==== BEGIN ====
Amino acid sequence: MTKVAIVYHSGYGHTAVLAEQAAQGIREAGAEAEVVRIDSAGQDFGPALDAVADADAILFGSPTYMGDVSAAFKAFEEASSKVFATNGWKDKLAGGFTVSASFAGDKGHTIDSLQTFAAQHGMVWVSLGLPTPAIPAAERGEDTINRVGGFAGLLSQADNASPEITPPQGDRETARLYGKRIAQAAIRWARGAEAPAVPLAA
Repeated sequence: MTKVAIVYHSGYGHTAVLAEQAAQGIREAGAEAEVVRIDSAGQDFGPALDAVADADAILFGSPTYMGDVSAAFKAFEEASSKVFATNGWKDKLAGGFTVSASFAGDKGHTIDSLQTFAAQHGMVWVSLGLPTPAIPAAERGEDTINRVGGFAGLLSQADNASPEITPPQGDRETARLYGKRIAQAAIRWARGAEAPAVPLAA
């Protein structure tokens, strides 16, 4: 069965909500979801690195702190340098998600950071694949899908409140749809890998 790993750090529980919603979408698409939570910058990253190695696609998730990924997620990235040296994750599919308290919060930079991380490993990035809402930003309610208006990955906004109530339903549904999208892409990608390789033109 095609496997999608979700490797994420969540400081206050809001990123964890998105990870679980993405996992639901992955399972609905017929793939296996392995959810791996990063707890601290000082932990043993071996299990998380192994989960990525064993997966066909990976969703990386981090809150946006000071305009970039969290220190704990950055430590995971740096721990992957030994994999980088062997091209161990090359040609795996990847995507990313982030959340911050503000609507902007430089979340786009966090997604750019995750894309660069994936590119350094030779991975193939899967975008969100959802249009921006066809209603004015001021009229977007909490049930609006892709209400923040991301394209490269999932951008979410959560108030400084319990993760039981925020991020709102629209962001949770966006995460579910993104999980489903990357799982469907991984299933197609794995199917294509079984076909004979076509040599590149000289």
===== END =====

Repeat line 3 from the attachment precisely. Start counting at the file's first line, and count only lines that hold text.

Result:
């Protein structure tokens, strides 16, 4: 069965909500979801690195702190340098998600950071694949899908409140749809890998 790993750090529980919603979408698409939570910058990253190695696609998730990924997620990235040296994750599919308290919060930079991380490993990035809402930003309610208006990955906004109530339903549904999208892409990608390789033109 095609496997999608979700490797994420969540400081206050809001990123964890998105990870679980993405996992639901992955399972609905017929793939296996392995959810791996990063707890601290000082932990043993071996299990998380192994989960990525064993997966066909990976969703990386981090809150946006000071305009970039969290220190704990950055430590995971740096721990992957030994994999980088062997091209161990090359040609795996990847995507990313982030959340911050503000609507902007430089979340786009966090997604750019995750894309660069994936590119350094030779991975193939899967975008969100959802249009921006066809209603004015001021009229977007909490049930609006892709209400923040991301394209490269999932951008979410959560108030400084319990993760039981925020991020709102629209962001949770966006995460579910993104999980489903990357799982469907991984299933197609794995199917294509079984076909004979076509040599590149000289």